City will consider renaming Stonewall Jackson Middle School

Photo credit: WDBJ7
Photo credit: WDBJ7(WHSV)
Published: Sep. 4, 2017 at 11:05 AM EDT
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Officials in Roanoke will consider renaming Stonewall Jackson Middle School.

Saturday that it is the city's only remaining school that's named after a Confederate general. A portrait of Jackson also hangs in the building.

School board Chairwoman Annette Lewis said a committee is being formed to address the matter.

The building dates to 1923. Thomas "Stonewall" Jackson was a Confederate commander who earned his nickname in the First Battle of Manassas, also known as Bull Run, in 1861.

Most famously in our area, Jackson led the Valley Campaign in the spring of 1862, marching the Army of the Valley hundreds of miles and winning several battles against overwhelming odds. It's widely considered as one of the most successful campaigns in military history. You can learn more about that history


Two of Jackson's descendants, Jack and Warren Christian, have penned a letter calling for the removal of monuments to him, like the one in Richmond.

“We have learned about his reluctance to fight and his teaching of Sunday School to enslaved peoples in Lexington, Virginia, a potentially criminal activity at the time," part of the letter read. "We have learned how thoughtful and loving he was toward his family. But we cannot ignore his decision to own slaves, his decision to go to war for the Confederacy, and, ultimately, the fact that he was a white man fighting on the side of white supremacy.”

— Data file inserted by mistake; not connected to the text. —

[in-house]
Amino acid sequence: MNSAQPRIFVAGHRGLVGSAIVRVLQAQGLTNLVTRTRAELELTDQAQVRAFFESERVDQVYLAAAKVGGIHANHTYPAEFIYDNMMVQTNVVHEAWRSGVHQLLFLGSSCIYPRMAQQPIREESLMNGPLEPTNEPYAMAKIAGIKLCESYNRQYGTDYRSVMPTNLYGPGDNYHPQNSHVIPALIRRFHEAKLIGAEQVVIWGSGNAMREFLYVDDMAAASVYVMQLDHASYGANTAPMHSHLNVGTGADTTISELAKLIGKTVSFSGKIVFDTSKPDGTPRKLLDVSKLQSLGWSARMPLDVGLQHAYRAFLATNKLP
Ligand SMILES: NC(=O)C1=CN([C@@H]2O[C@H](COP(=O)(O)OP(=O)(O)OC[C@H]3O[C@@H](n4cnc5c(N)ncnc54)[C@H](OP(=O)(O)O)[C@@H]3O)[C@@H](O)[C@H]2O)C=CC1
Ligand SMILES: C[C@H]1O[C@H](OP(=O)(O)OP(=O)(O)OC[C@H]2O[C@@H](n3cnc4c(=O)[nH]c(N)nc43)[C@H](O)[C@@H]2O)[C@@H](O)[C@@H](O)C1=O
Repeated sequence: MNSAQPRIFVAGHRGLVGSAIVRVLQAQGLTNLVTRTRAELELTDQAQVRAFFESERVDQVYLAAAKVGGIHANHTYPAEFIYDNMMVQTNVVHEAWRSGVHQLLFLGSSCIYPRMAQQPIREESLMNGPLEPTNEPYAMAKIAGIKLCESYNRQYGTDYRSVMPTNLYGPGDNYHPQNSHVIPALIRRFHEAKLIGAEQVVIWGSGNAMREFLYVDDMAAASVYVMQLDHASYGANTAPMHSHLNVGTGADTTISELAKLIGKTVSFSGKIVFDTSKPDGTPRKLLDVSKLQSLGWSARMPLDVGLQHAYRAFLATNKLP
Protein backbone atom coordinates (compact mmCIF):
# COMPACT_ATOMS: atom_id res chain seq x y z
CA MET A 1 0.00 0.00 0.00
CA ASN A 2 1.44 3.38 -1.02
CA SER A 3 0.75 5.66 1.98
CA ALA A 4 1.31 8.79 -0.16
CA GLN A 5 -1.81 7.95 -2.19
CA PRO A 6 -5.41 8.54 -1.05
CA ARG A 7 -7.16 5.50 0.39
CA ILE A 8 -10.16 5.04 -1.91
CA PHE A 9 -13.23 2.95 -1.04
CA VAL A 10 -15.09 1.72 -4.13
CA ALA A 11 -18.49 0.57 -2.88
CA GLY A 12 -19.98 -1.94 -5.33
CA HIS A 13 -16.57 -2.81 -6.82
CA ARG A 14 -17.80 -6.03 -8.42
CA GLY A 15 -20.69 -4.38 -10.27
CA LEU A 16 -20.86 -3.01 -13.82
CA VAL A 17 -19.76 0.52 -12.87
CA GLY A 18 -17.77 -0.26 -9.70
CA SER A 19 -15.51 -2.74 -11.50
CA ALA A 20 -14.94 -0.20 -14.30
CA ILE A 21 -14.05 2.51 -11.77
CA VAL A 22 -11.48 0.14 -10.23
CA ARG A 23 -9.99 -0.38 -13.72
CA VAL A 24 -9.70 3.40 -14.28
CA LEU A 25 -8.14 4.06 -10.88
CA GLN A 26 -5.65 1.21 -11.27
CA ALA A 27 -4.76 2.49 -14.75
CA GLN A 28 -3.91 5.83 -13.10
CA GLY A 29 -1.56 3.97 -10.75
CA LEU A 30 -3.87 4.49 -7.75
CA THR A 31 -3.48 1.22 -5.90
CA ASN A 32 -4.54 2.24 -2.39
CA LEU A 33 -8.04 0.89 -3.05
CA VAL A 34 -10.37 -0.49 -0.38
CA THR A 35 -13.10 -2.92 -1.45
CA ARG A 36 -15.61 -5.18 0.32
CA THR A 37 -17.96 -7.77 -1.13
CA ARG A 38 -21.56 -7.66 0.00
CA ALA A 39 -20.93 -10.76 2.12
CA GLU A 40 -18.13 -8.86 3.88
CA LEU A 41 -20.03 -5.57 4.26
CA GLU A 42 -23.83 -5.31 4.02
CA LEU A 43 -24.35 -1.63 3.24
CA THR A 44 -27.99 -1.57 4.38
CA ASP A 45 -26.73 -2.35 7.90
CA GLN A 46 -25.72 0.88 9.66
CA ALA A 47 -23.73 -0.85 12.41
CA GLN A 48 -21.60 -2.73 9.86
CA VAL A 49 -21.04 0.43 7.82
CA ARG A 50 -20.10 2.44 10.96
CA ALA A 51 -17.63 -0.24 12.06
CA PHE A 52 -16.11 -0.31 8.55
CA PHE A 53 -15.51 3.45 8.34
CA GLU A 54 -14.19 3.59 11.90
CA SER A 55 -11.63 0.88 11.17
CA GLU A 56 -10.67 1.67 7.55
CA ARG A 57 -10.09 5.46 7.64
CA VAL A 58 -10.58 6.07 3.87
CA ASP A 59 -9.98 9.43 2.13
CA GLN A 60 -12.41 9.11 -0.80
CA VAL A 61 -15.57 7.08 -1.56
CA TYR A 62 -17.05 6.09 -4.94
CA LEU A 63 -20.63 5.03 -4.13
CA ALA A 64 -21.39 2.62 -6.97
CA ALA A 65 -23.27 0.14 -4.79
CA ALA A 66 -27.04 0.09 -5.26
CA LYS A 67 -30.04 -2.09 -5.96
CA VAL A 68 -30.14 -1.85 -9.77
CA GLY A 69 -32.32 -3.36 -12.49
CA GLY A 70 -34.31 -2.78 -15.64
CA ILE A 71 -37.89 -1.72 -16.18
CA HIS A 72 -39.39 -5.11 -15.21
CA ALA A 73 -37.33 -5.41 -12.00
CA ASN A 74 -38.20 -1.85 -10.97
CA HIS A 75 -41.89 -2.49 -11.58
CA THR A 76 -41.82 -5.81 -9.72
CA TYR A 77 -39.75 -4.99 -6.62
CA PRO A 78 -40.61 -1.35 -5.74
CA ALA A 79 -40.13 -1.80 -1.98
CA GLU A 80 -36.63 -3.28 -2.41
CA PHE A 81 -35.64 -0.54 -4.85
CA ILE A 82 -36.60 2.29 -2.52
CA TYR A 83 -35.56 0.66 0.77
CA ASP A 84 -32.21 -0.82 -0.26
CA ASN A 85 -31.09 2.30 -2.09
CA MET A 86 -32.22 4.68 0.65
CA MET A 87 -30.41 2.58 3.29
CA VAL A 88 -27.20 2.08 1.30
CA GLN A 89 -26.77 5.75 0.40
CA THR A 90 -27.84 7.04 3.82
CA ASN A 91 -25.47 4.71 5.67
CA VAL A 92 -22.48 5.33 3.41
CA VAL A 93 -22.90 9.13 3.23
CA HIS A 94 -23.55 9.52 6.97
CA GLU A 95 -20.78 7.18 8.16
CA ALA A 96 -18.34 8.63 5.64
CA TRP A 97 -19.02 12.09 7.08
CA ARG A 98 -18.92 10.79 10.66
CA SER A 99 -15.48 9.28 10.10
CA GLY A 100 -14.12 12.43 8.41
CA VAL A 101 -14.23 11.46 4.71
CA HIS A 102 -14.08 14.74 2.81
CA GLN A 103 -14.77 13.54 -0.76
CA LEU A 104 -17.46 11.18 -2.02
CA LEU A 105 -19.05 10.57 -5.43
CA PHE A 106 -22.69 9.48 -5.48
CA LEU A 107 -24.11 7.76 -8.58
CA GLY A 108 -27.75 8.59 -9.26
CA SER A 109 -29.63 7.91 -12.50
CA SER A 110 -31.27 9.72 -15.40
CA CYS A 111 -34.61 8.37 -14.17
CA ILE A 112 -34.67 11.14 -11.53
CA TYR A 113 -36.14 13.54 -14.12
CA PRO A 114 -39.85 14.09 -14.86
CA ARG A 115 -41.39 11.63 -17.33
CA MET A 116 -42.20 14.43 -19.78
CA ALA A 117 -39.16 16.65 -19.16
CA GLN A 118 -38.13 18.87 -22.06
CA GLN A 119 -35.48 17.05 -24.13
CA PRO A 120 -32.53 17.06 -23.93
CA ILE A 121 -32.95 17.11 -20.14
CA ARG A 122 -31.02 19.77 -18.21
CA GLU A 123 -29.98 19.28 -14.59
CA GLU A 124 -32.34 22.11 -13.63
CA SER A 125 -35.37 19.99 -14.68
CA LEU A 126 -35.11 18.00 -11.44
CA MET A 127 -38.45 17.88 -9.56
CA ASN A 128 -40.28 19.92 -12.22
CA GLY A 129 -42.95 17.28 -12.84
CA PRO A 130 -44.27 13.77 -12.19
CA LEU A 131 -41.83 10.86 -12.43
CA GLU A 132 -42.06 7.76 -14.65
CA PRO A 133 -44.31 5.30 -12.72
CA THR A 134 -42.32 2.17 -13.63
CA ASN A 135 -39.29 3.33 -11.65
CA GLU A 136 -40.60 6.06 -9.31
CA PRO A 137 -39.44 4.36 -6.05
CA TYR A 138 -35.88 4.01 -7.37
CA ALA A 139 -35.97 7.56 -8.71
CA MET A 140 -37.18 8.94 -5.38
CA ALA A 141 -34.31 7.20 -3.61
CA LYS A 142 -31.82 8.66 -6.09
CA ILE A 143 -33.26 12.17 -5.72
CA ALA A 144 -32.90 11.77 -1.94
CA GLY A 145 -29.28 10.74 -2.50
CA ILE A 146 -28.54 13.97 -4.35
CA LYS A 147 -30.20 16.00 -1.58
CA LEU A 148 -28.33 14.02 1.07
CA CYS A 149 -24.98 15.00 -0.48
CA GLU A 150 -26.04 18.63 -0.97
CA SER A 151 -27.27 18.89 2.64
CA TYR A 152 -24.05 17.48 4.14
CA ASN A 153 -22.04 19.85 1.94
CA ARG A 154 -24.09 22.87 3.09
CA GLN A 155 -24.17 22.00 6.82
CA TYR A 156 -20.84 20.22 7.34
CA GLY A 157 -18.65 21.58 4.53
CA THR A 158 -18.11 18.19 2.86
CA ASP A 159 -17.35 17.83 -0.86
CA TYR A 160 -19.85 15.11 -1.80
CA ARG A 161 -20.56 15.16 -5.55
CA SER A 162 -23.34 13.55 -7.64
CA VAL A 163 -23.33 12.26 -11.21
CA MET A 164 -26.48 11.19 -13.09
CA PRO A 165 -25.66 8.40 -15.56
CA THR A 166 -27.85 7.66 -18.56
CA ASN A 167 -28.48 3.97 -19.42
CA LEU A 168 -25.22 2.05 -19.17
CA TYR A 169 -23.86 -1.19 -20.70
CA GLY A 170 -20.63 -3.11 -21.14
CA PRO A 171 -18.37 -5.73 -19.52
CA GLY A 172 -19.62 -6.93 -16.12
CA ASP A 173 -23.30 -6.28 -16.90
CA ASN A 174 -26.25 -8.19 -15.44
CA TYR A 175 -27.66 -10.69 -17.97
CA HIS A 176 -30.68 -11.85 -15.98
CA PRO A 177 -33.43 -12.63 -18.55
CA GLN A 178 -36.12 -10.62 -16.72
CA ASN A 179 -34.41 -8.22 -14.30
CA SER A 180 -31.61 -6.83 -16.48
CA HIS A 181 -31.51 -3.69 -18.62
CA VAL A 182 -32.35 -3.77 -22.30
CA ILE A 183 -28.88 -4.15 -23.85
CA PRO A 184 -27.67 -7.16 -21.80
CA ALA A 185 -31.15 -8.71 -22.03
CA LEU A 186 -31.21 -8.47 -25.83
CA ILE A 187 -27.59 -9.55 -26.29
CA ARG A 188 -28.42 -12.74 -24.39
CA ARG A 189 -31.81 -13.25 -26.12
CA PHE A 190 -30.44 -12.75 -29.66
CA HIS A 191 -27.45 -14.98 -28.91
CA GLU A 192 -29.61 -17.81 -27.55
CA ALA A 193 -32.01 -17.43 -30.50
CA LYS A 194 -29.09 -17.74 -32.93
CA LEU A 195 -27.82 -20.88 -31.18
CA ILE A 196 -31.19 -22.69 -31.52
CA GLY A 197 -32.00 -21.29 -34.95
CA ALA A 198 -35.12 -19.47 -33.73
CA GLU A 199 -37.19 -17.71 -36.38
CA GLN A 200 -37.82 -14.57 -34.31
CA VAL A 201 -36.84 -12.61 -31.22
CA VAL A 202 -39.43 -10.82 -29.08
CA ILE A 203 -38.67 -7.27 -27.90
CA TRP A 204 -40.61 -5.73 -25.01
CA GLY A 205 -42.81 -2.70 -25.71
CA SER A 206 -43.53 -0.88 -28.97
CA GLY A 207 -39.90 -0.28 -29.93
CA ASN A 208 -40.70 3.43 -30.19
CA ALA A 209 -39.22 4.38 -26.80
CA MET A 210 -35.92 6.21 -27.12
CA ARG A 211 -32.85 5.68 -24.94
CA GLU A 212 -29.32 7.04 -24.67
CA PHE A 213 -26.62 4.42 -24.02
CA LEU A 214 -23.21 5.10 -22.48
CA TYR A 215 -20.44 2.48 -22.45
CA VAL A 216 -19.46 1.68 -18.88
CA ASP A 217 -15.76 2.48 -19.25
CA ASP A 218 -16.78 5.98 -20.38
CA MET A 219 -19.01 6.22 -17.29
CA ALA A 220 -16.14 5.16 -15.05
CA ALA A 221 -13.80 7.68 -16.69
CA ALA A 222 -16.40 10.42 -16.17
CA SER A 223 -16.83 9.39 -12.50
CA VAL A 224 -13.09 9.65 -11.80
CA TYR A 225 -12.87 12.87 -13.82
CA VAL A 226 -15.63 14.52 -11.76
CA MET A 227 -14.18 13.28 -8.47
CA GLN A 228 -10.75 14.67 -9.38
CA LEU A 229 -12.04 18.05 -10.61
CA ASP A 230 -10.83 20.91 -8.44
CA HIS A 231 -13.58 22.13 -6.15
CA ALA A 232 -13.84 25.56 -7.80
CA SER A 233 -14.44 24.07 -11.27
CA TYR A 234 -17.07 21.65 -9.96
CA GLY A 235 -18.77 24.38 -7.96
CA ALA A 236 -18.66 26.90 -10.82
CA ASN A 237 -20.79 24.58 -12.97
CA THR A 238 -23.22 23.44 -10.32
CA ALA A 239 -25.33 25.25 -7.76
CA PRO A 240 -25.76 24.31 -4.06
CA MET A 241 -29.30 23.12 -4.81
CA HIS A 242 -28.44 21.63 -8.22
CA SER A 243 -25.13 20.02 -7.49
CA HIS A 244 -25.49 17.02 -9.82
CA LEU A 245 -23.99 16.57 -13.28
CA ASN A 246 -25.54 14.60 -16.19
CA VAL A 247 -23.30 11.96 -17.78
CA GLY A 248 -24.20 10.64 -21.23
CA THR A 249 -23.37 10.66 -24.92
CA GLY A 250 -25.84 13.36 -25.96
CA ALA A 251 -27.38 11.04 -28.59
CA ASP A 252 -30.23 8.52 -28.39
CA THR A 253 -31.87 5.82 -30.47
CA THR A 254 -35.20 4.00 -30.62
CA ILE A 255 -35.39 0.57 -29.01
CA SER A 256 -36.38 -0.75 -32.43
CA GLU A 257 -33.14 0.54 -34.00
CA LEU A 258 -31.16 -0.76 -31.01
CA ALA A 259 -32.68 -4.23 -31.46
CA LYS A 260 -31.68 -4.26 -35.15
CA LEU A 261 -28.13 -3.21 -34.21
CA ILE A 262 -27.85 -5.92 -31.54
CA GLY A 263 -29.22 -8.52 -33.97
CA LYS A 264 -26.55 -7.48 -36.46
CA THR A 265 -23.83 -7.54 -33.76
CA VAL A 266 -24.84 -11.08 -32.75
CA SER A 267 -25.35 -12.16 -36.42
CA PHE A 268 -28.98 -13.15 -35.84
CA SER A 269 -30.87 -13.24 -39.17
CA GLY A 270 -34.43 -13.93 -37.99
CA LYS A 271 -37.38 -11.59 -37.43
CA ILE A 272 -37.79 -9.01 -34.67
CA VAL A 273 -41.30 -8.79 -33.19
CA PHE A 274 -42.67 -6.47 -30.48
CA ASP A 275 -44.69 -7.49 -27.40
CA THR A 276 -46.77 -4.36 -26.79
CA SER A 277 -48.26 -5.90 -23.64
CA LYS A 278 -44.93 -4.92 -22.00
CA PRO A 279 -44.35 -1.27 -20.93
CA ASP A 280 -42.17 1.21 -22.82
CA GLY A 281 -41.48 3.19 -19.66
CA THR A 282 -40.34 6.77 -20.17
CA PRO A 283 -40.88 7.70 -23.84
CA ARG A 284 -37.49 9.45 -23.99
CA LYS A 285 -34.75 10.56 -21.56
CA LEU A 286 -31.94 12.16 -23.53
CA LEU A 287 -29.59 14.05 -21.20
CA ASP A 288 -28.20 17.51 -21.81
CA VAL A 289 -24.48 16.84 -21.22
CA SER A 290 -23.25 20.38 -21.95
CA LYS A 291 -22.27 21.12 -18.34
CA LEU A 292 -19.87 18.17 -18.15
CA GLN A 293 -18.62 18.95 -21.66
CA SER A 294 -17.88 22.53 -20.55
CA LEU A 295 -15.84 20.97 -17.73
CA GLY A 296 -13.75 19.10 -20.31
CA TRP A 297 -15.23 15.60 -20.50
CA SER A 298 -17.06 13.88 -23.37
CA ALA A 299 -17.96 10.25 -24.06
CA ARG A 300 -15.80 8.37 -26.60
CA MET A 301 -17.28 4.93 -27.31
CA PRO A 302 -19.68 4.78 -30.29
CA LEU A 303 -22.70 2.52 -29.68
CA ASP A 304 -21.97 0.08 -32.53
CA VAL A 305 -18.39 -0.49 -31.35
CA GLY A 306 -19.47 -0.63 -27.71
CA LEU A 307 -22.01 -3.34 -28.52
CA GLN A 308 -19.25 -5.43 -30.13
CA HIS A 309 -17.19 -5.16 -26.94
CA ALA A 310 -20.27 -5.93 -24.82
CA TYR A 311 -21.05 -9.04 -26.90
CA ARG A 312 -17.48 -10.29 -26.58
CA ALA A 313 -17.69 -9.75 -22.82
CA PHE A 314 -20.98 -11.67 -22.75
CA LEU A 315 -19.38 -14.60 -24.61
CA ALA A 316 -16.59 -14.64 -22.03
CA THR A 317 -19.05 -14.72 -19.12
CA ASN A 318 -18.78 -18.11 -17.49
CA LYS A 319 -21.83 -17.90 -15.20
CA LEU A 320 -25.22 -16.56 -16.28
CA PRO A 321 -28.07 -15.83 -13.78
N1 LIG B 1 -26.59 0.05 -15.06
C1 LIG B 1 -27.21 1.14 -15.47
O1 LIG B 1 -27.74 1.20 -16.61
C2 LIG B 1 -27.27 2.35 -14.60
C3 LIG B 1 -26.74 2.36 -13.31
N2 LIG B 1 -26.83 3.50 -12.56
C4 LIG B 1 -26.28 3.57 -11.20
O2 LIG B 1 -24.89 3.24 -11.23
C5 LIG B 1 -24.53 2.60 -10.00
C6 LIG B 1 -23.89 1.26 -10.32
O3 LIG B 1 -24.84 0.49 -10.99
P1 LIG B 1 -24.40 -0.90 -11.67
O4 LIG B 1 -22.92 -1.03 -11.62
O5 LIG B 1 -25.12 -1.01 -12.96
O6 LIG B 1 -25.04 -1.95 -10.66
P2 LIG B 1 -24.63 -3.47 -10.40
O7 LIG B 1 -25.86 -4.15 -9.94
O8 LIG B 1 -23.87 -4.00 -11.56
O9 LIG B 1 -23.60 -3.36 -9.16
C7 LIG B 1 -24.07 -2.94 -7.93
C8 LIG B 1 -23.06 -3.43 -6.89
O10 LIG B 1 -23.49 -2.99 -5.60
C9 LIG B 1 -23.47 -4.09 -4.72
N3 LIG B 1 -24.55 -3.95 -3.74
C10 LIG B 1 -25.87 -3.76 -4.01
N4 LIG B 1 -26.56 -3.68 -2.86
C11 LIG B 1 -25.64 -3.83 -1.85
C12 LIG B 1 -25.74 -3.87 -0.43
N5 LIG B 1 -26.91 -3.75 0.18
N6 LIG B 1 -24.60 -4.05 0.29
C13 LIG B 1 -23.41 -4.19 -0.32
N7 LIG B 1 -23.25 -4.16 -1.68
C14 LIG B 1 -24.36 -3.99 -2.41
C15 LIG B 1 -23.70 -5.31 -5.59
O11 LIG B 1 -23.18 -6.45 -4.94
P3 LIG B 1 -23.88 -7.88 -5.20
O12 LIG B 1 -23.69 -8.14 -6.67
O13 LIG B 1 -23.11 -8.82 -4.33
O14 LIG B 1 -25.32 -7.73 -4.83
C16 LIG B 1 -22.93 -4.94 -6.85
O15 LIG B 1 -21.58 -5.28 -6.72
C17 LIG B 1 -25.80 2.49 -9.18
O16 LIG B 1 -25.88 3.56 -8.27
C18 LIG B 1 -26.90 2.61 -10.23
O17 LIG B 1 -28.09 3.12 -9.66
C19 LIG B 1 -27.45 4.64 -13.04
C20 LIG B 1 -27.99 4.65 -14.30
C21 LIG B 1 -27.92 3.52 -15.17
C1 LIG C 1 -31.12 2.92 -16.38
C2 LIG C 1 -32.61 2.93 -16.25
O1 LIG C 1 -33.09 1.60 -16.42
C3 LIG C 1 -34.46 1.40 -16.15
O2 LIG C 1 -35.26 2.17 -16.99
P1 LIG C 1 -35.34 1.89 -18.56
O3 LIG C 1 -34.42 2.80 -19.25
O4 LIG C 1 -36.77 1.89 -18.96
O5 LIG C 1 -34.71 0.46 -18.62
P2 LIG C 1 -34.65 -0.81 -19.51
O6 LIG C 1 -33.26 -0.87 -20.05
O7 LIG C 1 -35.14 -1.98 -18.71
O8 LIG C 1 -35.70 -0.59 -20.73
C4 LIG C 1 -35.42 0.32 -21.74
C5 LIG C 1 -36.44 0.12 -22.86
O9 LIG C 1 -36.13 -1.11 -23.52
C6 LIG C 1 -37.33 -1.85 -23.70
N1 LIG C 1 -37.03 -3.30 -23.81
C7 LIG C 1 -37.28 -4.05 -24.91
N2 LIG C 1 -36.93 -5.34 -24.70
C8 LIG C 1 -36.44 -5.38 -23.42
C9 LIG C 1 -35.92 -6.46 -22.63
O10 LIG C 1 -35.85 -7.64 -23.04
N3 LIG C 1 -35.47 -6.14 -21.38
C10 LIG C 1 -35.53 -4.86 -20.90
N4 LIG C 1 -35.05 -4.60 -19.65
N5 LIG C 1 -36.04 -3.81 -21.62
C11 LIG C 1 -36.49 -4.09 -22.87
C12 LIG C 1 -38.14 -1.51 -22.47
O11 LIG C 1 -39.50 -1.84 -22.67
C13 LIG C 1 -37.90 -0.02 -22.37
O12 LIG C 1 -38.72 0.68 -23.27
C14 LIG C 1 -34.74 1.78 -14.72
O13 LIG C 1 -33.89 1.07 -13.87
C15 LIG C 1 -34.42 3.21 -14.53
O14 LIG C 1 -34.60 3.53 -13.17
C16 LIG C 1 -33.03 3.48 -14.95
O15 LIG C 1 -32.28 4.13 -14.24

In July, Fairfax County’s school board voted to rename J.E.B. Stuart High, named for a Confederate cavalry officer; however, the county has yet to choose a new name for the school.

The Southern Poverty Law Center estimates that 21 schools in Virginia are named after well-known Confederate generals. Most were built either between 1950 and 1970, around the time Brown v. Board of Education mandated school integration, or in the early 1900's when Jim Crow laws were prevalent throughout the South.

Calls for the renaming of such schools follow the violence that erupted last month during a white nationalist rally in Charlottesville.


The Associated Press contributed to this report.